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Understanding Grid-Tie Battery Backup Solar Energy
A grid-tie battery backup system is the perfect union between a connection to civilization and suburban self-reliance.
Why is this such an optimal setup for your solar energy system? Why do so many people choose this option? Before we get into why it’s so great, let’s talk about what grid-tie battery backup even means.
What is a grid-tie battery backup system?
It’s a simple combo of two different things. A connection between your PV panels and the local power grid, as well as battery energy storage at your home.
Connection to the grid allows you to take advantage of net metering. This allows panels to work well despite their limitations at night and in winter.
Batteries allow you to be protected during outages and will enable you to save money in areas that have those pesky time-of-use rates.
But what’s the alternative?
Grid-Tie vs. Off-Grid
Off-grid power is one of the main alternatives to a grid-tied system. Off-grid is exactly what it sounds like, a separation from the power grid. It means you are totally in control, but also totally responsible for your power.
Off-grid may sound nice when you think about being completely grid-independent. As great as it may seem to leave society’s ailing power grid behind once and for all, there are some benefits to maintaining a connection.
Solar panels rock, but they have one crippling limitation…
At night they don’t produce power. In the winters they produce a lot less power than in the summer. If you had a lot of batteries you could potentially charge them up enough during the day to power your home all through the night.
However, no amount of batteries would be effective enough to power your home in the winter with leftover energy from summer. This isn’t even taking into account overcast skies that can last for days at a time.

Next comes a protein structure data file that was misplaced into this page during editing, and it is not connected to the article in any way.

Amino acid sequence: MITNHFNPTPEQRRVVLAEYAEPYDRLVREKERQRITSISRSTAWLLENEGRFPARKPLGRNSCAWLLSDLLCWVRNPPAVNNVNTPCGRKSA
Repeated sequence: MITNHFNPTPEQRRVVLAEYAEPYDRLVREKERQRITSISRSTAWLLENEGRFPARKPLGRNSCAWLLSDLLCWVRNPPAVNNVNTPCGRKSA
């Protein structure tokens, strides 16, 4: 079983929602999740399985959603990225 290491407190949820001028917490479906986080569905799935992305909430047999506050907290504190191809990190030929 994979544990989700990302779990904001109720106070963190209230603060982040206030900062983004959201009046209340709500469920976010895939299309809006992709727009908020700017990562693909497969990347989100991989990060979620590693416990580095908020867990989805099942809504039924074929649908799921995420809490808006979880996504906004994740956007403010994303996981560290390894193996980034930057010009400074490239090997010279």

This is where a grid connection comes in handy. The local power grid can act as a safeguard, and as a virtual battery. This totally eliminates the problem of darkness. The way this works is through net metering which we’ll talk about later.
Large batteries serve as backup power for your home. You can start with one, and then keep adding.
In most cases, this backup power will only cover the most essential power draws on a home. Batteries can often power the critical loads of a home. Things like the lights and the fridge, or even essential medical equipment.
While a battery backup isn’t necessary, they are extremely helpful to have. Most people don’t realize that in the event of a power outage, solar panels and inverters are required to shut off power production.
The reason for this is that as soon as a power outage occurs, the utility company is going to be working on fixing it. The linemen that work on these outages are supposed to be working on a dead grid at that point in time. If the panels on your home are still producing, this exposes them to the risk of electric shock at high voltage.
A battery allows you to use stored power. When a power outage occurs you’ll be back up in milliseconds. Battery technology has become more desirable as the number of power outages has continued to rise.
Is a battery backup more expensive?
Most likely, yes. It will cost more upfront to add a battery to your system. That doesn’t mean that it will be cost-prohibitive. That also doesn’t mean it won’t be worth it.